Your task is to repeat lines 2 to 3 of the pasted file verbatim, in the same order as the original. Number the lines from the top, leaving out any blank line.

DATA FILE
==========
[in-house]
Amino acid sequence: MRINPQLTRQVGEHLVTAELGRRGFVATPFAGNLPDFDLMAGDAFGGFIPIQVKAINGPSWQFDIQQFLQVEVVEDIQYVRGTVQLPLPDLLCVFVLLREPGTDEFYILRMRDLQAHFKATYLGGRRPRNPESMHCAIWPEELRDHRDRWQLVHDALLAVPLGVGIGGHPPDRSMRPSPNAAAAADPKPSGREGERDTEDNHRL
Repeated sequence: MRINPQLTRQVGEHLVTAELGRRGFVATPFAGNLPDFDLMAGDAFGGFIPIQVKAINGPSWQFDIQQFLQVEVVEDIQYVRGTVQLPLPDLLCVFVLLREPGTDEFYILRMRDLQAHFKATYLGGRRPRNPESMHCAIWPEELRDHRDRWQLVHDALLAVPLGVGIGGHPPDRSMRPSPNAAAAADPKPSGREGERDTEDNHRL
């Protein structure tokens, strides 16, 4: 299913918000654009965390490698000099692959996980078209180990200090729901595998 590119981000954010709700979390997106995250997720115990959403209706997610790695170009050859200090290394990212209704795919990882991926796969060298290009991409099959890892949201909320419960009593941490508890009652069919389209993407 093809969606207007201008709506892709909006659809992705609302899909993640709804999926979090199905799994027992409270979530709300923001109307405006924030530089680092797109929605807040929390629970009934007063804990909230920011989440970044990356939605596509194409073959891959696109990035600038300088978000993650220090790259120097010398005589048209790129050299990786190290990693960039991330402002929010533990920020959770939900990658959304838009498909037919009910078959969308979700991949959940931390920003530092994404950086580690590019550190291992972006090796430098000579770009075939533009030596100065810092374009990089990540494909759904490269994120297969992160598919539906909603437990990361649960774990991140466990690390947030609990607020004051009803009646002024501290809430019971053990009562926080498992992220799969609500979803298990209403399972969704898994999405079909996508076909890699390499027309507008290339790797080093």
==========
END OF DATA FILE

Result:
Amino acid sequence: MRINPQLTRQVGEHLVTAELGRRGFVATPFAGNLPDFDLMAGDAFGGFIPIQVKAINGPSWQFDIQQFLQVEVVEDIQYVRGTVQLPLPDLLCVFVLLREPGTDEFYILRMRDLQAHFKATYLGGRRPRNPESMHCAIWPEELRDHRDRWQLVHDALLAVPLGVGIGGHPPDRSMRPSPNAAAAADPKPSGREGERDTEDNHRL
Repeated sequence: MRINPQLTRQVGEHLVTAELGRRGFVATPFAGNLPDFDLMAGDAFGGFIPIQVKAINGPSWQFDIQQFLQVEVVEDIQYVRGTVQLPLPDLLCVFVLLREPGTDEFYILRMRDLQAHFKATYLGGRRPRNPESMHCAIWPEELRDHRDRWQLVHDALLAVPLGVGIGGHPPDRSMRPSPNAAAAADPKPSGREGERDTEDNHRL